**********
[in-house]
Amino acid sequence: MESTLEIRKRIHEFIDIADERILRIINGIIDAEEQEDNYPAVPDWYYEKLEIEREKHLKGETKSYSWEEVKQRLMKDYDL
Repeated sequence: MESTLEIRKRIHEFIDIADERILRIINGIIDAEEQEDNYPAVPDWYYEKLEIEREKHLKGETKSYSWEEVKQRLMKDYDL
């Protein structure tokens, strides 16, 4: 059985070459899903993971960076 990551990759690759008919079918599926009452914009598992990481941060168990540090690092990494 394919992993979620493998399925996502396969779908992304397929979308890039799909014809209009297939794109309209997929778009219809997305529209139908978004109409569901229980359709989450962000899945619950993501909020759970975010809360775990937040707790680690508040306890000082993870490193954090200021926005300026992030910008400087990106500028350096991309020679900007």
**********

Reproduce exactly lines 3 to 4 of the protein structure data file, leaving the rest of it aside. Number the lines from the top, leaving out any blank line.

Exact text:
Repeated sequence: MESTLEIRKRIHEFIDIADERILRIINGIIDAEEQEDNYPAVPDWYYEKLEIEREKHLKGETKSYSWEEVKQRLMKDYDL
């Protein structure tokens, strides 16, 4: 059985070459899903993971960076 990551990759690759008919079918599926009452914009598992990481941060168990540090690092990494 394919992993979620493998399925996502396969779908992304397929979308890039799909014809209009297939794109309209997929778009219809997305529209139908978004109409569901229980359709989450962000899945619950993501909020759970975010809360775990937040707790680690508040306890000082993870490193954090200021926005300026992030910008400087990106500028350096991309020679900007």